Bring New Peace and Joy into Your Life!
How the colors in our home,
the trees around us, and our faith in God
affects our mood, emotions, and even our health.
Do you know that color theorists say the colors we choose to live with can greatly affect our mood, emotions, and even our health?
After seven years of widowhood, my New Year’s resolution was to add some excitement and joy to my life by repainting and redecorating my upstairs living area. While trying to decide what paint colors I should use, I did some research on how color affects our lives and was surprised to learn that color therapy has existed for centuries and that the ancient Egyptians, Greeks, and Chinese studied and used color to treat ailments.
Do you know that the warm colors of red, orange, and yellow evoke emotions that can range from feelings of warmth and comfort to feelings of anger and hostility? Cool colors such as blue, purple, and green are often described as calming colors, but in some cases can make one feel sad or indifferent. Thus you should think twice before picking the paint colors for each room of your home and ask yourself how you want to feel when you walk into that room. (For more information, read “The Mood-Boosting Benefits of Color Therapy.”)
“Color is like food for the spirit—
plus it’s not addictive or fattening.”
– Isaac Mizarani
After living for twenty years with white walls in the main living area, I decided to splash my lower-level entry hall, living and dining area walls, and hallway to the bedrooms with two luscious shades of blue while also brightening the dull white ceilings. The brick fireplace, which someone had painted white long before Harry and I bought the house, was given a rich brick color with a lighter shade for the mortar between the bricks. This dramatically transformed the whole area.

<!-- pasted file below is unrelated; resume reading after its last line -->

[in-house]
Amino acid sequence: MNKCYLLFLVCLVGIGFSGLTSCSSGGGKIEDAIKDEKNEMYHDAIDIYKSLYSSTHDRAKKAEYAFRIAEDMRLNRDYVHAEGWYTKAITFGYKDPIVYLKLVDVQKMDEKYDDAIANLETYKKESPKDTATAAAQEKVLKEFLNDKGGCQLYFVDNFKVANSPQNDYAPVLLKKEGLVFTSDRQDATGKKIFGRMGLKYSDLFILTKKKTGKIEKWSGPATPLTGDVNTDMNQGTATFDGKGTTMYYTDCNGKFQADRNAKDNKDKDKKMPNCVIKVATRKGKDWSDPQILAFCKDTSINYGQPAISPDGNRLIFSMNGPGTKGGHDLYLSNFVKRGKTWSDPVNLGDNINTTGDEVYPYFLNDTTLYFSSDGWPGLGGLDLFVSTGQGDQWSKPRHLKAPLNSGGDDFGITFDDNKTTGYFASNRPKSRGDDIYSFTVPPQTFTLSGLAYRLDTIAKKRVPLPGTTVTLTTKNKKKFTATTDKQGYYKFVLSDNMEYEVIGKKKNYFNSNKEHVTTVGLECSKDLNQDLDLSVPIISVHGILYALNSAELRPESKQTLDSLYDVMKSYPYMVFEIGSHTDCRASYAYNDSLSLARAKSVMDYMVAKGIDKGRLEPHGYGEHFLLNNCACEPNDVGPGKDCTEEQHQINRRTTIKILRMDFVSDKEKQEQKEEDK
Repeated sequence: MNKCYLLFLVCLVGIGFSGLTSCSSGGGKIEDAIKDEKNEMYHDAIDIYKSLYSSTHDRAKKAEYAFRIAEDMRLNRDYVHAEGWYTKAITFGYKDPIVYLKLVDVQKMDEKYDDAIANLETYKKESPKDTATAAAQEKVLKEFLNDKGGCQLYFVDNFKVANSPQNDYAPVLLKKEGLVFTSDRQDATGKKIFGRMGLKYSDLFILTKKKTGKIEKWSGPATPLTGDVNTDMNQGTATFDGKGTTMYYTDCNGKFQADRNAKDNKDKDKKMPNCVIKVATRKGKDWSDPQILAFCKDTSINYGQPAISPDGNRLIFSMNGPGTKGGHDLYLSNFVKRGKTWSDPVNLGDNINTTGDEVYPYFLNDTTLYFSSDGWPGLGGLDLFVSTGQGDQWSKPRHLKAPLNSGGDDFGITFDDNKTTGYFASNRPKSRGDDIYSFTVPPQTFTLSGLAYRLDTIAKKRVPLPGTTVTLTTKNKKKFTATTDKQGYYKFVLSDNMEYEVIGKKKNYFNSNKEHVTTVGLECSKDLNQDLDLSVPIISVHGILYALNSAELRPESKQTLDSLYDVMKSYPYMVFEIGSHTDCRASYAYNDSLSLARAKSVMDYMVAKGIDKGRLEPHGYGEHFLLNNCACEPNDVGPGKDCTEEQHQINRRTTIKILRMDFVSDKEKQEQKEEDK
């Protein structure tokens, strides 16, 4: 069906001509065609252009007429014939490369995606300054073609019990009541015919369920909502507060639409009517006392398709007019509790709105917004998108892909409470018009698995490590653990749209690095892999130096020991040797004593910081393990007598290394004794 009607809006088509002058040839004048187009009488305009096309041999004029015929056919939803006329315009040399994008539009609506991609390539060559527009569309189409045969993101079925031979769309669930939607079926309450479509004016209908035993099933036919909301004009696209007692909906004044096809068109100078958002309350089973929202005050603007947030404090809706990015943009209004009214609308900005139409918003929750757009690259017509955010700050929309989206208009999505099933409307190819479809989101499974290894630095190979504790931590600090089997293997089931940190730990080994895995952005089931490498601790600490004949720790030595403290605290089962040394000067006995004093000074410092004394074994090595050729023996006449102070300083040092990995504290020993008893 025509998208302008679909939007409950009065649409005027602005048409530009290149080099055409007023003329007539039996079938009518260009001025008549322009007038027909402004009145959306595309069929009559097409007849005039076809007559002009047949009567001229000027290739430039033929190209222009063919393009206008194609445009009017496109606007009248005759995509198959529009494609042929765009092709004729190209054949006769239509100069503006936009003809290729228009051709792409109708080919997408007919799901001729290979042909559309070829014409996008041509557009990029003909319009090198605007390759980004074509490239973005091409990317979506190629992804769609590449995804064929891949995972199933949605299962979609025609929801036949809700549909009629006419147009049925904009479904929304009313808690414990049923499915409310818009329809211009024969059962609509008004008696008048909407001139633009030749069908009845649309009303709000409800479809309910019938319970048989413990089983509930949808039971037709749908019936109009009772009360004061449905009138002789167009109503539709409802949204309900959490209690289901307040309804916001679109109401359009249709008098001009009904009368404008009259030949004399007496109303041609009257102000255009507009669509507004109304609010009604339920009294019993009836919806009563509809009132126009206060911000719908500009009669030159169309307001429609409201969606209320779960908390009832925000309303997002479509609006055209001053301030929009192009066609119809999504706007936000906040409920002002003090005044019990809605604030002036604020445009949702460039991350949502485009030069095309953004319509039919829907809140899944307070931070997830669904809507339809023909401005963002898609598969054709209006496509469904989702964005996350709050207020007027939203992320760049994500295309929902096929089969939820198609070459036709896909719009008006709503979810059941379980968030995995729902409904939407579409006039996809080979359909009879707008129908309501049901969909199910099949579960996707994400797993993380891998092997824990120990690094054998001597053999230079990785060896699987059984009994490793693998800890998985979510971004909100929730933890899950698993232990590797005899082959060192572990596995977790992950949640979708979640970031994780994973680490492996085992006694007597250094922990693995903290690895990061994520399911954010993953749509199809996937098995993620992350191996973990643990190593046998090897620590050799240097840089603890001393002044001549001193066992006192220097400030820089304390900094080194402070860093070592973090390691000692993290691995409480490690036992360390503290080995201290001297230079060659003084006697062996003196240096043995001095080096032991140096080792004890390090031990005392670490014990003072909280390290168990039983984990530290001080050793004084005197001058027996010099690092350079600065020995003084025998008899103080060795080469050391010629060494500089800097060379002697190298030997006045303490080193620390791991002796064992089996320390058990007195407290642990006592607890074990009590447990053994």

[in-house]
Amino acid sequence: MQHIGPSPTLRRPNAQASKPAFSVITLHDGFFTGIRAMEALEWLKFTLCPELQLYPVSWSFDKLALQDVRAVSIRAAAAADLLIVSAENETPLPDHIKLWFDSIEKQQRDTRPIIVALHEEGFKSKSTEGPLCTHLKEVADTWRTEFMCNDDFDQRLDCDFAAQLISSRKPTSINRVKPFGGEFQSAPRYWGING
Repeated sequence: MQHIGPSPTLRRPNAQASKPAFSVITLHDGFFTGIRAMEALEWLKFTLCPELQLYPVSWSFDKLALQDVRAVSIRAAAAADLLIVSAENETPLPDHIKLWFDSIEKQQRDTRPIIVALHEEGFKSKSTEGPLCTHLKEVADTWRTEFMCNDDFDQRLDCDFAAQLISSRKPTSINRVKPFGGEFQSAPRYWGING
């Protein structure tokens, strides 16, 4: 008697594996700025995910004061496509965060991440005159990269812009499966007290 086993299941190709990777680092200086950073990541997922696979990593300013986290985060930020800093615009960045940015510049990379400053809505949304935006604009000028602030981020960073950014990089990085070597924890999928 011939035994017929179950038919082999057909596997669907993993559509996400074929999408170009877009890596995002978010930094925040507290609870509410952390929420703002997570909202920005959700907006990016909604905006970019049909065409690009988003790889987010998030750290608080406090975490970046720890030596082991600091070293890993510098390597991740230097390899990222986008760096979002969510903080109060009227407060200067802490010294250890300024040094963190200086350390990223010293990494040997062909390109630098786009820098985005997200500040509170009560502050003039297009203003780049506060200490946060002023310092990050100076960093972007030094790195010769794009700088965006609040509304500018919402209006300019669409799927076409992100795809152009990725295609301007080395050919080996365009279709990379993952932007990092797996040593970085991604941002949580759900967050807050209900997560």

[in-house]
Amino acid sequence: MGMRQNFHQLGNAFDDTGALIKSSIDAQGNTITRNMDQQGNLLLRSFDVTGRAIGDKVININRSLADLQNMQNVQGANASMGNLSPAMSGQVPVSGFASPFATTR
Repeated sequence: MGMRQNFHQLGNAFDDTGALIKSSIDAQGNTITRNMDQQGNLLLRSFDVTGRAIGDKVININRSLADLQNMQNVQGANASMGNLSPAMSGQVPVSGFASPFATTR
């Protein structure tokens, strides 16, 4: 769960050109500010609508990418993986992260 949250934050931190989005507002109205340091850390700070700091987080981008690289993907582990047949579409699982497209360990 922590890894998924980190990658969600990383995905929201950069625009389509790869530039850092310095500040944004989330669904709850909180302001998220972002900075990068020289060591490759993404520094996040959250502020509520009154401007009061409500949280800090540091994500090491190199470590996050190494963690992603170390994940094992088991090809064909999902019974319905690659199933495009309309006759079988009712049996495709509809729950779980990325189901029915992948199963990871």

At the same time, I also recovered the large curved, custom-built couch Harry and I started our lives with that I loved too much to part with. The orange woven fabric was replaced with a smooth blue patterned upholstery fabric that complemented the new wall colors and blended with the carousel serigraphs Harry and I treasured. This area, with its colorful bookshelves on two walls, quickly became a place that made me feel relaxed and at peace, the perfect room for spending a Sunday afternoon with a good book and soft music playing in the background.
The Health Benefits of Being around Trees
One day when I got a brochure from my tree service, I strongly related to this quote from it. Maybe you will too:
“Studies have shown that spending time among trees can reduce stress, anxiety, depression, and anger; enhance sleep quality and boost overall well-being. It can even enhance our immune system, thanks to plant-provided chemicals (phytoncides) that increase human defenses against viral invasion and tumor formation. Some studies show that just looking at trees can reduce blood pressure, cortisol, and adrenaline.”
I am blessed to have several trees in my yard. Two that give me the most pleasure are the birch tree in my front yard and the maple tree in the back that I see when I’m in my kitchen.
Every day as I walk the hall many times from the back of the house where my office is, my gaze is always on the birch tree limb that stretches across two of the three windows in the living room. This view gives me a feeling of peace, and I can’t imagine my life without this particular tree. Each morning when I open the blinds in the living room, my cat, Liza, “helps” by jumping on the back of the couch, and we share a few special moments as we both watch a squirrel on the tree limb or see someone walking their dog.